Global Warming & Your Home – more linked than you think

2007 is supposed to be the year “Going Green” really takes off. If you look at previous posts, recycled materials for countertops and furnishings are hot, eco-friendly fertilizers for gardening will also be a trend. But that’s only part of the bigger “green” picture. In other areas, like global warming, big inroads will not and cannot be made until there is a paradigm shift in how we think about our homes. “Bigger is better” needs to be replaced by “small is beautiful”. But who’s ready for that? I’m not, not really, and neither is most of the public.

What does a new-home purchase have to do with global warming? Simple: Buildings are the largest source of the greenhouse-gas emissions that are causing global warming, and in the United States, half of building-related emissions are from houses.
– Katherine Salant, The Washington Post

To reduce greenhouse gas emissions, we need to consume less energy. Simple yes?

The architects are doing their part by adopting the 2030 Challenge, aiming to reduce fossil-fuel consumption through progressive design strategies, energy-saving materials and construction techniques.

But architects don’t design the specs for 92% of residential homes. Builders do the specs, following local codes that don’t address these issues at all. And builders will tend to include what the home-buying public will pay for …

And guess what folks? We’re just not ready to pay. In a recent National Home Builders of America study, only 17% of us would be willing to spend an extra 5% on a new home to make it more environmentally friendly. 50% liked the idea but weren’t willing to pay. The rest either weren’t going to let environmental issues factor into their home purchase or weren’t concerned about the environment.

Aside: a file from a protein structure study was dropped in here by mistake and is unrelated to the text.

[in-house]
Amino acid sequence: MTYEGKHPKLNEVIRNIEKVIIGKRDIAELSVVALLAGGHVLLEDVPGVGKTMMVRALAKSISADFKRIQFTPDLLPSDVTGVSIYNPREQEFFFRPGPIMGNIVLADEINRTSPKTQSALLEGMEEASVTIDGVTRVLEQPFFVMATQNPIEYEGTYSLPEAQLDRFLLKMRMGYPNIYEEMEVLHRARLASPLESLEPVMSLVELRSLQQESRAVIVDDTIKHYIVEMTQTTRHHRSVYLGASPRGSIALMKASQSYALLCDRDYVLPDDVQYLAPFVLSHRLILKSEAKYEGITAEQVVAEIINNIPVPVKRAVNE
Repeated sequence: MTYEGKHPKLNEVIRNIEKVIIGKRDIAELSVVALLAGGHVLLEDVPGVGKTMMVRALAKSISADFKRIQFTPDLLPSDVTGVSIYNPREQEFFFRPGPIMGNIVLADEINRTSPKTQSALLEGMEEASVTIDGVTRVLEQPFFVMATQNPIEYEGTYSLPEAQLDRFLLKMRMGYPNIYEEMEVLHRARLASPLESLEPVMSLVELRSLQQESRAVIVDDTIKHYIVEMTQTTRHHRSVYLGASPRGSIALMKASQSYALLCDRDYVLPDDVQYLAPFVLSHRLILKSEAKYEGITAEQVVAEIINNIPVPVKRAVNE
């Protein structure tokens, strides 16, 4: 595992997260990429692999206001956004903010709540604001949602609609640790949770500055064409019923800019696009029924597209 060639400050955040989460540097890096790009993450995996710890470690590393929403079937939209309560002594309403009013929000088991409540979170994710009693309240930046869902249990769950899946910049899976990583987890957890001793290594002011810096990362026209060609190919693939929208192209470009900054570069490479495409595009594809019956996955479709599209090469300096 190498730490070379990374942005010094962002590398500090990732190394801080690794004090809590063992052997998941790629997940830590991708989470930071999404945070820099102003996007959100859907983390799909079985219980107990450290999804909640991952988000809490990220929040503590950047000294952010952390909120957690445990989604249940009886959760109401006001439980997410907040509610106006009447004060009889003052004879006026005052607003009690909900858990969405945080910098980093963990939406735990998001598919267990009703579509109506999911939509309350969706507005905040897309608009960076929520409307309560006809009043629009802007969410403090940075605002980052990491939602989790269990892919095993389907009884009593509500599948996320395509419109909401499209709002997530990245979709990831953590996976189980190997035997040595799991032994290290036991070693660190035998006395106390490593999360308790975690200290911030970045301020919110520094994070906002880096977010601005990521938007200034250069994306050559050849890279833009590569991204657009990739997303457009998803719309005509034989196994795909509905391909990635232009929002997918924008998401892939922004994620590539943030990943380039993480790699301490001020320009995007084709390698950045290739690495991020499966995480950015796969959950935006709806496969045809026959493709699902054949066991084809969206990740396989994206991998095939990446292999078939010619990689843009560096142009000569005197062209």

What will we pay for? 3 words – more, more and more. More rooms, more windows and more space (higher ceilings) – all of which increase energy use and fuel global warming.

So that’s how global warming and your home are more linked than you think. Read more at The Washington Post.

This entry was posted on Friday, January 19th, 2007 at 8:14 am and is filed under Global Warming, Going Green, Green. You can follow any responses to this entry through the RSS 2.0 feed. Both comments and pings are currently closed.

1 Comment so far

  1. [...] One of the things that jumped out from the list is that it is a “modest-sized home on a small lot”. How is that special? Well for people who used to drive a “gas-gulping Jaguar” and have a “4,000-square-foot home”, this is progress. As noted in my previous post, buildings are the largest source of greenhouse gas emissions in the US – small(er) is beautiful. [...]

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